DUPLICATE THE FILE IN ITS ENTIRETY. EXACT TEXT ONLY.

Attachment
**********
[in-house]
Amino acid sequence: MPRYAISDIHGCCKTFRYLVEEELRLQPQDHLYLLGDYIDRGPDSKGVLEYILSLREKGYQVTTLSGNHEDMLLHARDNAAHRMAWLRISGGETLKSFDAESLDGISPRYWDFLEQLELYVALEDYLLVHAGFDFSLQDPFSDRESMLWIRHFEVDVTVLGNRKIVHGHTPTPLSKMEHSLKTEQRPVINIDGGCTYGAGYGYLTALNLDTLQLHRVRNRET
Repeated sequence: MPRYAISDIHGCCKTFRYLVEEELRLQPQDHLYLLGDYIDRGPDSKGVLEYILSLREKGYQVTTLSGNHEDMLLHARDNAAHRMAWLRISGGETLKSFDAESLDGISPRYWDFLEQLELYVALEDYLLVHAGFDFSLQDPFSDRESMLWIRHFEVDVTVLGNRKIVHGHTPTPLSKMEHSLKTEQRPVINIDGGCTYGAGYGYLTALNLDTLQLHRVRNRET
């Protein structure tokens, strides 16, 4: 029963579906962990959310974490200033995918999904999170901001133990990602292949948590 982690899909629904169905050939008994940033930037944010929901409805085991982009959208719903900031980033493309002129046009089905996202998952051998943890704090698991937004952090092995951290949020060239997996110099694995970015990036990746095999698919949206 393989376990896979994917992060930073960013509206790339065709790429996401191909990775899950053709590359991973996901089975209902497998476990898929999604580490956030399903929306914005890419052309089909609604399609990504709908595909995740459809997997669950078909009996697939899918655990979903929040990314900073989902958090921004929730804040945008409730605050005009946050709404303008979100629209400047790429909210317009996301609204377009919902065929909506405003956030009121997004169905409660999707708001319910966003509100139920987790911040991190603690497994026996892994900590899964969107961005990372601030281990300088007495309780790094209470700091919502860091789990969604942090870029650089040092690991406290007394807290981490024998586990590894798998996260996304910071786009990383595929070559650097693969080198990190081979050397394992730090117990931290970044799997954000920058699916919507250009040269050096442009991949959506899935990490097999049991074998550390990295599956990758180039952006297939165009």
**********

[in-house]
Amino acid sequence: MPRYAISDIHGCCKTFRYLVEEELRLQPQDHLYLLGDYIDRGPDSKGVLEYILSLREKGYQVTTLSGNHEDMLLHARDNAAHRMAWLRISGGETLKSFDAESLDGISPRYWDFLEQLELYVALEDYLLVHAGFDFSLQDPFSDRESMLWIRHFEVDVTVLGNRKIVHGHTPTPLSKMEHSLKTEQRPVINIDGGCTYGAGYGYLTALNLDTLQLHRVRNRET
Repeated sequence: MPRYAISDIHGCCKTFRYLVEEELRLQPQDHLYLLGDYIDRGPDSKGVLEYILSLREKGYQVTTLSGNHEDMLLHARDNAAHRMAWLRISGGETLKSFDAESLDGISPRYWDFLEQLELYVALEDYLLVHAGFDFSLQDPFSDRESMLWIRHFEVDVTVLGNRKIVHGHTPTPLSKMEHSLKTEQRPVINIDGGCTYGAGYGYLTALNLDTLQLHRVRNRET
């Protein structure tokens, strides 16, 4: 029963579906962990959310974490200033995918999904999170901001133990990602292949948590 982690899909629904169905050939008994940033930037944010929901409805085991982009959208719903900031980033493309002129046009089905996202998952051998943890704090698991937004952090092995951290949020060239997996110099694995970015990036990746095999698919949206 393989376990896979994917992060930073960013509206790339065709790429996401191909990775899950053709590359991973996901089975209902497998476990898929999604580490956030399903929306914005890419052309089909609604399609990504709908595909995740459809997997669950078909009996697939899918655990979903929040990314900073989902958090921004929730804040945008409730605050005009946050709404303008979100629209400047790429909210317009996301609204377009919902065929909506405003956030009121997004169905409660999707708001319910966003509100139920987790911040991190603690497994026996892994900590899964969107961005990372601030281990300088007495309780790094209470700091919502860091789990969604942090870029650089040092690991406290007394807290981490024998586990590894798998996260996304910071786009990383595929070559650097693969080198990190081979050397394992730090117990931290970044799997954000920058699916919507250009040269050096442009991949959506899935990490097999049991074998550390990295599956990758180039952006297939165009």